Our changes: *NOTE* This dish is best prepared a day in advance. Potted meats are basically stewed meat and herb that are ground after stewing and packed into a terrine. So we’ve used the basic recipe for hashed hare and finished it as you would a potted recipe. Also, can we please just take a moment to appreciate the title of the original source? Hilarious.
- 1 rabbit, cleaned
- 1 part red wine
- 3 parts water
- 1/2 teaspoon nutmeg
- 1/2 teaspoon ground ginger
- 1/2 lemon, juiced
- stick butter, clarified
Cut the rabbit into manageable pieces and place into a large pot. Add one part red wine to three parts water until the meat is covered and simmer until flesh is falling off the bone (several hours).
Strain off liquid and pull all meat from the bone, discarding the bones (what broth is left can be made into a soup — waste not!). Grind down by hand or in a food processor, adding spices, and lemon juice. Pack loosely into a terrine, add a bit of the broth, then pour over with clarified butter to completely seal and coat. Cover with clingfilm and refrigerate for at least one day before eating.
Modern Potted Hare
- 1 rabbit, cleaned
- 1/3 lb. smoked slab bacon, cut into lardons
- 1 pigs trotter, washed
- 1 onion, peeled and quatered
- 2 stalks celery, chopped
- 2 carrots, peeled and chopped
- 5 thyme sprigs, 1 Tablespoon thyme
- 2 bay leaves
- 1 glass white wine
- 2 teaspoons Dijon mustard
- Salt and pepper
- Olive oil
Medieval Apple Fritters
“For the sweet, Lord Caswell’s servants brought down trays of pastries from his castle kitchens, cream swans and spun-sugar unicorns, lemon cakes in the shape of roses, spiced honey biscuits and blackberry tarts, apple crisps and wheels of buttery cheese.” -A Clash of Kings
Modern Apple Fritters
This is my take on Martin’s “apple crisps”. I considered making something more like a conventional apple crisp recipe, with the crumbled oats and such on top, but since the excerpt from the book mentions “crisps”, plural, I wanted to find something smaller to go with the other individual desserts in the feast. And after I found the first fritter recipe, I was sold on the idea.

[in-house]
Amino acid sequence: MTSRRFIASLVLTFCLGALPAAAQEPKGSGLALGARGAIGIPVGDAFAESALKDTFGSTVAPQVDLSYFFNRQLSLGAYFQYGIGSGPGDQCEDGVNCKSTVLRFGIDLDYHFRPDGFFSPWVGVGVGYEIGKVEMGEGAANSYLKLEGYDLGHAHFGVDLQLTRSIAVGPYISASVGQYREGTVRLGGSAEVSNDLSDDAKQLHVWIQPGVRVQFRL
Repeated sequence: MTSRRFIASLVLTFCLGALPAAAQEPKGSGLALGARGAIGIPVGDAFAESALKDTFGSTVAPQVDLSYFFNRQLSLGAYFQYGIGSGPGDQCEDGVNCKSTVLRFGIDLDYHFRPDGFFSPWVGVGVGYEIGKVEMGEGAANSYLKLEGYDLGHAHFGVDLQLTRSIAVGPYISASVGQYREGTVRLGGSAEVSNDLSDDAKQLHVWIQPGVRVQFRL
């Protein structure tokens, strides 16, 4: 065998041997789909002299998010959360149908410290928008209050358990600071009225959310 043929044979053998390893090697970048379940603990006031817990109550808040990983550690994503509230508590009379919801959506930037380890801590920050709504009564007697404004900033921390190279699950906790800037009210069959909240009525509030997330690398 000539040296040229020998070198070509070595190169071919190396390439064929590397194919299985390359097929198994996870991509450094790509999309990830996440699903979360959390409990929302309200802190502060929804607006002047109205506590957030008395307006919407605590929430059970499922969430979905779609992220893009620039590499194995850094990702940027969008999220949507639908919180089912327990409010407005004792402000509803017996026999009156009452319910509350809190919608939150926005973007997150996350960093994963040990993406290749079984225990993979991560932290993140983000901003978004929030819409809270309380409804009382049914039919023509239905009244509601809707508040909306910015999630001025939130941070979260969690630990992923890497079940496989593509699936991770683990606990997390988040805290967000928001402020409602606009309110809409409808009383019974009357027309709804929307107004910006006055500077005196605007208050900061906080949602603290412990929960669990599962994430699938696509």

The batter for the medieval fritters comes out surprisingly light due, and garnered much praise from my taste-testers. The apples were perfectly crisp to begin with, but during the frying process transformed into a warm, soft texture just shy of gooey, while the outside batter stayed firm. The crunchiness of the fried batter is enhanced by the sugar coating, and the zest gives a hint of freshness to counter the oil. I swapped the ale in the original recipe for a sparkling hard cider, and I think it made all the difference. Add a little fancy presentation (medieval folks loved that), and all in all, the whole experience is Westeros-meets-State fair.
The modern fritters? I really liked the medieval version, but I’ll be honest: I ate a half batch of the modern fritters all by myself. They are less crispy than the old school recipe, and comes out with more of a dense, almost cake-like texture. The zest flavor is there, but helps compliment the apple flavors rather than interfering. I enjoyed mine immensely dipped in honey (maple syrup could be awesome, too), and could almost justify serving it as a breakfast dish, rather than a dessert.
Which one wins? They’re both great, but I’ve got to give it to the medieval version!
Medieval Apple Fritters
Take whete floure, ale, zest, safroun, & salt, & bete alle togederys as thikke as thou schuldyst make other bature in fleyssche tyme, & than take fayre applys, & kut hem in maner of fretourys, & wete hemm in the bature up on downne, & frye hem in fayre oyle, & caste hem in a dyssche, & caste sugre theron & serve forth. -Two Fifteenth Century Cookbooks
Cook’s Notes: Although it’s not called for in the original recipe, I added a pinch of dry yeast to help simulate the more bready nature of old fashioned ale. This helps give the batter its lightness.
- 1/2 bottle sparkling hard cider (6 fl. oz)
- a few threads of saffron
- pinch of dry yeast
- pinch of salt
- zest of 1/2 lemon or orange
- 1 cup flour
- 3-4 smallish apples
- lard or shortening for frying
- sugar for sprinkling over, the coarser the better
- several whole cloves, and leaves (mint works well) to decorate